“No… ‘Least I don’t think it was,” ventured the Sniper in a weary tone, “just trying to make conversation.” The tedium of the past few hours had begun to grate upon both men, what was originally seen as a quick hit had spiralled into a stake out that had lasted the better part of the day. In the world of professional hitmen, personal skills were generally considered a niche ability so neither occupant of the room had been that friendly towards one another beyond what was absolutely necessary for the job.
The room returned to the awkward silence of the status-quo for another few minutes before the Englishman spoke again.
“So, any sign of Quine yet?” he said, not bothering to look up from the handterm this time and maintaining the irritated tone. The Sniper looked out into the street again. It was relatively empty, even in a mega-city of half a billion, few ventured out on a rainy night. A grainy faux-neon holosign proudly proclaiming the name of the building opposite was projected into the sky from a worn out emitter, a hold over from the Pre-Nixon Chic that had gripped Atlantia’s richer sectors a few decades ago when the building was constructed. It even had a simulated flicker coded into it, no doubt some desk jockey had been rather proud of that once. Down at street level, beneath the gaudy orange glow, sat the green and yellow bulk of an Omnihaul hire-truck that had been sitting outside the main entrance for some time now as a pair of men in matching overalls loaded complicated looking equipment covered in transparent polymer rain covers into it.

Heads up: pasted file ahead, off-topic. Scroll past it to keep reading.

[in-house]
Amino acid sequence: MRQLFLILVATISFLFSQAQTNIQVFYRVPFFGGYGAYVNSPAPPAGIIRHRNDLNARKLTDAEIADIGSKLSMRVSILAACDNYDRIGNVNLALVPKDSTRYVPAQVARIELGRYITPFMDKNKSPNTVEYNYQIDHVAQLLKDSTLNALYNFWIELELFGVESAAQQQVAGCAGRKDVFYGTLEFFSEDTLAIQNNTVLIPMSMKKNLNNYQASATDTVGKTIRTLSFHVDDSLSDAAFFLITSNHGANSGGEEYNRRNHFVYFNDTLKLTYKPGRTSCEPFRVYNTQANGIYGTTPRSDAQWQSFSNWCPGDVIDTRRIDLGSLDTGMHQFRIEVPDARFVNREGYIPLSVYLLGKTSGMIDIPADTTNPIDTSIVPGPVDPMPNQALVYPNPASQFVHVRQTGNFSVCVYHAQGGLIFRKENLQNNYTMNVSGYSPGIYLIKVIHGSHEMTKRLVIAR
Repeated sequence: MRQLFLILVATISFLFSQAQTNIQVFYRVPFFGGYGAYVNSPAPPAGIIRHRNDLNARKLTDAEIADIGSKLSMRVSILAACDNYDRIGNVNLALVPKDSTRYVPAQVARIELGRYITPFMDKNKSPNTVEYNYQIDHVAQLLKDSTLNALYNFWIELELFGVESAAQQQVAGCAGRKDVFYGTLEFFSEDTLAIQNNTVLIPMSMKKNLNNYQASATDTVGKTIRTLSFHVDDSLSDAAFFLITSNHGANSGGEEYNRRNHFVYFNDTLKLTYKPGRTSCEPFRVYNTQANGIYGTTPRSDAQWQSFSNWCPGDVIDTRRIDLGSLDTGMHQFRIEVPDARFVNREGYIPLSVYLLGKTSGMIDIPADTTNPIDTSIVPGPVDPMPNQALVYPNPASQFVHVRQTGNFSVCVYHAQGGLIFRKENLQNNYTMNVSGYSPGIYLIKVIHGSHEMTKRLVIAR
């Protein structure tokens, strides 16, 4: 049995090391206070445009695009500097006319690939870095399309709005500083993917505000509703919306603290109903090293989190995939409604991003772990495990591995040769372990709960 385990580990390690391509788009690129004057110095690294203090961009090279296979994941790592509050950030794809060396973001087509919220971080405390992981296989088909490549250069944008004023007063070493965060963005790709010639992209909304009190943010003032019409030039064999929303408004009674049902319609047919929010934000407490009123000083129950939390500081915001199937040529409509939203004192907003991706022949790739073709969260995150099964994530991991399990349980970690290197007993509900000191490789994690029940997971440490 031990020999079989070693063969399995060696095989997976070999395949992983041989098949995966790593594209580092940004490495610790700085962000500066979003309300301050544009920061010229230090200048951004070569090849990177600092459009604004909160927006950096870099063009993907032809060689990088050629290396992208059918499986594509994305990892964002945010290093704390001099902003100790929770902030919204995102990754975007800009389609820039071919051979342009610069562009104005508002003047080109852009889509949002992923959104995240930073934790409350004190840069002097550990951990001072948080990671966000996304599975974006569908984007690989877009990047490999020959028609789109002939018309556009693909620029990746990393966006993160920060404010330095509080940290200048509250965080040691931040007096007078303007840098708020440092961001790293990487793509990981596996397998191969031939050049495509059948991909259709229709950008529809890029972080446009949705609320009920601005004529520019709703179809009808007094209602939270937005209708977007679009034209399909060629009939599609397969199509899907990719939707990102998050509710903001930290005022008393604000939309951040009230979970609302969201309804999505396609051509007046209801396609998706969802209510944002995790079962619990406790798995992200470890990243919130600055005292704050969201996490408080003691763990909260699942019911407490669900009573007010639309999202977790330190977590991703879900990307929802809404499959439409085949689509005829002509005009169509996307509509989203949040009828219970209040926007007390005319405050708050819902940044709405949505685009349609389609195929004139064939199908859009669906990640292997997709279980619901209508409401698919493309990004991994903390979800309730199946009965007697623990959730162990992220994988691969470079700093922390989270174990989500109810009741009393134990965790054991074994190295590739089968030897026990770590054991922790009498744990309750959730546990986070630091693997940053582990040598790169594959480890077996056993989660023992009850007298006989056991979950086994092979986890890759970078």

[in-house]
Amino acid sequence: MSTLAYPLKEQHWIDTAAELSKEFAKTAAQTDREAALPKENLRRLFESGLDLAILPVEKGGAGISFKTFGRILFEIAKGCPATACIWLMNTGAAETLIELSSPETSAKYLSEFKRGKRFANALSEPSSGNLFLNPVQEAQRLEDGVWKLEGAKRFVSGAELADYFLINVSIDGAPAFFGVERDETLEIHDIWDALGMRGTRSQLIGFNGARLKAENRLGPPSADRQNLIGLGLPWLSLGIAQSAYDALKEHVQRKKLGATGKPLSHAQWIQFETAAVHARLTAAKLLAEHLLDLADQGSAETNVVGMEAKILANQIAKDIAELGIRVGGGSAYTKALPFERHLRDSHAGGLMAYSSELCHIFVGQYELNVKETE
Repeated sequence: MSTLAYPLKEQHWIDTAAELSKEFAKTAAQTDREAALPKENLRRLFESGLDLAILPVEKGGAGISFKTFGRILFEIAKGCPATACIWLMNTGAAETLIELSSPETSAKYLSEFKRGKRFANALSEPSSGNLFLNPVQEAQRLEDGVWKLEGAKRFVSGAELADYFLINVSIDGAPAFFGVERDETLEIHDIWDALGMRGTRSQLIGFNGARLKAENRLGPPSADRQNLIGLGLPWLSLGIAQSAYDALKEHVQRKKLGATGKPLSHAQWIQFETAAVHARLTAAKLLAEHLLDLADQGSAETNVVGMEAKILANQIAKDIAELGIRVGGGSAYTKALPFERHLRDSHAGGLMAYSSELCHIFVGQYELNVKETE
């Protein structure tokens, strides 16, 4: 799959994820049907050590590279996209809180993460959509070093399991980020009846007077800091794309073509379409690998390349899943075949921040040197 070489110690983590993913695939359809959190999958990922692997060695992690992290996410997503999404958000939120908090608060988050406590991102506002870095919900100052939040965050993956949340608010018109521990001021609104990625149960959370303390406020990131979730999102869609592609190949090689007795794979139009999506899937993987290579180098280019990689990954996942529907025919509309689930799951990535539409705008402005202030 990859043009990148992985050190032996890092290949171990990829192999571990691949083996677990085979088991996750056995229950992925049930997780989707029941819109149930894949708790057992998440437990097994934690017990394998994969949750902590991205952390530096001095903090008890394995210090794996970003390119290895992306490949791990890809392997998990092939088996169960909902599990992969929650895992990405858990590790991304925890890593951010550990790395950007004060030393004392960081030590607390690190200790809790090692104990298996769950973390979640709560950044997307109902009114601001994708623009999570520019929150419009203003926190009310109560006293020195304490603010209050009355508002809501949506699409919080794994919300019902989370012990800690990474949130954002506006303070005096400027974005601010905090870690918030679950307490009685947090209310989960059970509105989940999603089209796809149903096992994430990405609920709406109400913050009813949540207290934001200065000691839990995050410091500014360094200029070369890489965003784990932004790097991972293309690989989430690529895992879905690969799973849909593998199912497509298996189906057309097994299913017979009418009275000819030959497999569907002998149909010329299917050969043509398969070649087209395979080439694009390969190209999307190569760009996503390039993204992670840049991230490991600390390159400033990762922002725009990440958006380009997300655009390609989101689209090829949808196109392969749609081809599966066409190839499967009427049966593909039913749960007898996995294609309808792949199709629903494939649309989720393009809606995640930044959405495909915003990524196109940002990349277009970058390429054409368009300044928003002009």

“Naw, just the hired help. Seems like Quine’s finally putting those datashark brains of his to good use…”
“…for once,” came a reply dripping in cynicism. The Englishman brought the handterm back up to his face. “I’m honestly surprised that the little idiot stuck around this long after screwing over the boss.” The sniper let out a deep, sarcastic laugh, and looked back out the window, leaning on the carbon fibre casing of his high-powered rifle. The awkward silence returned, punctuated by the rain drumming on the window.